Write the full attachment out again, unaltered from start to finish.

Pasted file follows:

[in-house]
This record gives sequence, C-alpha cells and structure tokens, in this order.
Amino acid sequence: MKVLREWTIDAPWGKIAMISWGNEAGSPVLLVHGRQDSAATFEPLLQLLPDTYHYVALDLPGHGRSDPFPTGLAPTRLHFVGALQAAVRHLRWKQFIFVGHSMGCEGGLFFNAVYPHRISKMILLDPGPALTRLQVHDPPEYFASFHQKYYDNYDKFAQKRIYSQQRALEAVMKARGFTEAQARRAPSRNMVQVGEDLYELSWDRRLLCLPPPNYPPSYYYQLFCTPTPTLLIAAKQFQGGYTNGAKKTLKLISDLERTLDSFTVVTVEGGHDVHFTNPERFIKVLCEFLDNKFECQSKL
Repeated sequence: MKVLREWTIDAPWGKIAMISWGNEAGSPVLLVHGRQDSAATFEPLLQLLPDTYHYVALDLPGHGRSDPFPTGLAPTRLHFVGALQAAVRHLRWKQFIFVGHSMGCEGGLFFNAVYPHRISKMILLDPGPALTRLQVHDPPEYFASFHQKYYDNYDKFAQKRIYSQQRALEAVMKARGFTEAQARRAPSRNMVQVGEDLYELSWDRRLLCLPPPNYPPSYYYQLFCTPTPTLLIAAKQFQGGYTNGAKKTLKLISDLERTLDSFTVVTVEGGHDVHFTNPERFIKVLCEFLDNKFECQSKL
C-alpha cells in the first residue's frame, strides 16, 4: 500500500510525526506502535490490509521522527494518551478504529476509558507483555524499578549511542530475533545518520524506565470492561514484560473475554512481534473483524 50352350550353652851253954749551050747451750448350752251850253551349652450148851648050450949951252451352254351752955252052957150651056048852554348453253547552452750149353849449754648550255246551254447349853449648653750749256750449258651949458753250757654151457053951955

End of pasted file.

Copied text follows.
[in-house]
This record gives sequence, C-alpha cells and structure tokens, in this order.
Amino acid sequence: MKVLREWTIDAPWGKIAMISWGNEAGSPVLLVHGRQDSAATFEPLLQLLPDTYHYVALDLPGHGRSDPFPTGLAPTRLHFVGALQAAVRHLRWKQFIFVGHSMGCEGGLFFNAVYPHRISKMILLDPGPALTRLQVHDPPEYFASFHQKYYDNYDKFAQKRIYSQQRALEAVMKARGFTEAQARRAPSRNMVQVGEDLYELSWDRRLLCLPPPNYPPSYYYQLFCTPTPTLLIAAKQFQGGYTNGAKKTLKLISDLERTLDSFTVVTVEGGHDVHFTNPERFIKVLCEFLDNKFECQSKL
Repeated sequence: MKVLREWTIDAPWGKIAMISWGNEAGSPVLLVHGRQDSAATFEPLLQLLPDTYHYVALDLPGHGRSDPFPTGLAPTRLHFVGALQAAVRHLRWKQFIFVGHSMGCEGGLFFNAVYPHRISKMILLDPGPALTRLQVHDPPEYFASFHQKYYDNYDKFAQKRIYSQQRALEAVMKARGFTEAQARRAPSRNMVQVGEDLYELSWDRRLLCLPPPNYPPSYYYQLFCTPTPTLLIAAKQFQGGYTNGAKKTLKLISDLERTLDSFTVVTVEGGHDVHFTNPERFIKVLCEFLDNKFECQSKL
C-alpha cells in the first residue's frame, strides 16, 4: 500500500510525526506502535490490509521522527494518551478504529476509558507483555524499578549511542530475533545518520524506565470492561514484560473475554512481534473483524 50352350550353652851253954749551050747451750448350752251850253551349652450148851648050450949951252451352254351752955252052957150651056048852554348453253547552452750149353849449754648550255246551254447349853449648653750749256750449258651949458753250757654151457053951955